"On Michael Goldfarb"
You know that Simpsons episode where the doctor explains that Mr. Burns is simultaneously suffering from almost every disease known to man, but remains healthy because they’re in a precarious equilibrium, like a horde of obese men simultaneously trying to squeeze through the “door” of his immune system? And in honor of that image, they dub the condition “Three Stooges Syndrome”? This is often how I feel reading Michael Goldfarb, because when someone is confused in so many different ways over the span of two short paragraphs, it’s easy to get paralyzed.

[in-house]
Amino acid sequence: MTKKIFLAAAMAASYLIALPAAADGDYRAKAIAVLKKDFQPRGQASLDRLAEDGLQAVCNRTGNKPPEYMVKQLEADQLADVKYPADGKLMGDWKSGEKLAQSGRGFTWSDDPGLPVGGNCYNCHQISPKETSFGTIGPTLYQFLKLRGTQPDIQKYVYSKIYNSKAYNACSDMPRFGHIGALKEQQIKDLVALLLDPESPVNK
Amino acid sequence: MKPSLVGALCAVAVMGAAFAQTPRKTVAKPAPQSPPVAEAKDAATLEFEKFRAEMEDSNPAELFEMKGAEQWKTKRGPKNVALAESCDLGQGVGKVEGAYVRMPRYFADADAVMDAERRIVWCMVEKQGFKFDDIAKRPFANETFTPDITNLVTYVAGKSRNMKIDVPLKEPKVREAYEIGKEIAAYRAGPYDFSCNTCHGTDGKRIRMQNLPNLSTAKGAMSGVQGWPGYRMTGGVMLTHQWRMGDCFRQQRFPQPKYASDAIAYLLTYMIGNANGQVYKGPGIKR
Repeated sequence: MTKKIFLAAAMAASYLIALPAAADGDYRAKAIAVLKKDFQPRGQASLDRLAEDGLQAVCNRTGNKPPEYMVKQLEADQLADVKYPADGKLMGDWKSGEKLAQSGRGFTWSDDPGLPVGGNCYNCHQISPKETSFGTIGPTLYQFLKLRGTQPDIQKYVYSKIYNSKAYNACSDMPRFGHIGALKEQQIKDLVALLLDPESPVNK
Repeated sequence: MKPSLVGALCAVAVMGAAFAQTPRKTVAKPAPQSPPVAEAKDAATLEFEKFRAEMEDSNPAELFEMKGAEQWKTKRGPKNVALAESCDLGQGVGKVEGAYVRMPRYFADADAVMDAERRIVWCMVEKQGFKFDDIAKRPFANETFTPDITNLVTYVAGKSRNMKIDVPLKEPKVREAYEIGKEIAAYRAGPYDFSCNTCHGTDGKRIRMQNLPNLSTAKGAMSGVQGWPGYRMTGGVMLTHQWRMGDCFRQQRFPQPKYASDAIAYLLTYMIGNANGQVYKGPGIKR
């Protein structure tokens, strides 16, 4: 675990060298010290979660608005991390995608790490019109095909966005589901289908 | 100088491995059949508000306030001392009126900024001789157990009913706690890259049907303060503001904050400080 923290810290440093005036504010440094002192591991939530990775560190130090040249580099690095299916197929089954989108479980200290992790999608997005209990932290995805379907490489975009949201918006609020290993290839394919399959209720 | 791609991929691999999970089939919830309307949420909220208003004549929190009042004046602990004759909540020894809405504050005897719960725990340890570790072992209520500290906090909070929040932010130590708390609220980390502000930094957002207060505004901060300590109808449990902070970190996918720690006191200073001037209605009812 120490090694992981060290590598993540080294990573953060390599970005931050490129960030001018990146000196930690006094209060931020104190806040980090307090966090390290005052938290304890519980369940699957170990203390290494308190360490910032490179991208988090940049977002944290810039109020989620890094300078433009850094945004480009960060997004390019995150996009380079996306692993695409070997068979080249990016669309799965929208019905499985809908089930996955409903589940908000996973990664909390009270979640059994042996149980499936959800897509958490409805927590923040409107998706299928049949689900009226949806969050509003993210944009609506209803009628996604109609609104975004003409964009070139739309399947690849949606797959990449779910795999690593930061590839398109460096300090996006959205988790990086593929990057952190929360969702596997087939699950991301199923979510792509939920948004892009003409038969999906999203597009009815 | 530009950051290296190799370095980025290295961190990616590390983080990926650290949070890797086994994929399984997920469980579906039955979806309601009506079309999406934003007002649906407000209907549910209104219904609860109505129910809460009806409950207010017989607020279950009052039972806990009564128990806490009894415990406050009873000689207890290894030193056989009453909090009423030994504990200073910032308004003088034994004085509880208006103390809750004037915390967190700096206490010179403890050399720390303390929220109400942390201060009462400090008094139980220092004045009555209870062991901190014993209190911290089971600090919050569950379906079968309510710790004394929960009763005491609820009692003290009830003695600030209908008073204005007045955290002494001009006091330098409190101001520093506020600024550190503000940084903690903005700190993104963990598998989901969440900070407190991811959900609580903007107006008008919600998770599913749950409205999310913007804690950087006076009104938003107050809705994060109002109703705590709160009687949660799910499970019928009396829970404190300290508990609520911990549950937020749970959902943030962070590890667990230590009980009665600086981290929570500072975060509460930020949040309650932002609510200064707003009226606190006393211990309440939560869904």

One thing that the specifics of Goldfarb’s argument inspires is the question of whether or not there are any limits that the pro-torture right would apply to putatively useful conduct undertaken by putative “good guys” in order to combat putative “bad guys.” In the case of John Yoo, we know that the answer is “no.” According to Yoo, it’s not possible for it to be a war crime for an American president to order that we threaten to crush someone’s kid’s testicles because, by definition, international law cannot bind a US president’s decision-making with regard to national security.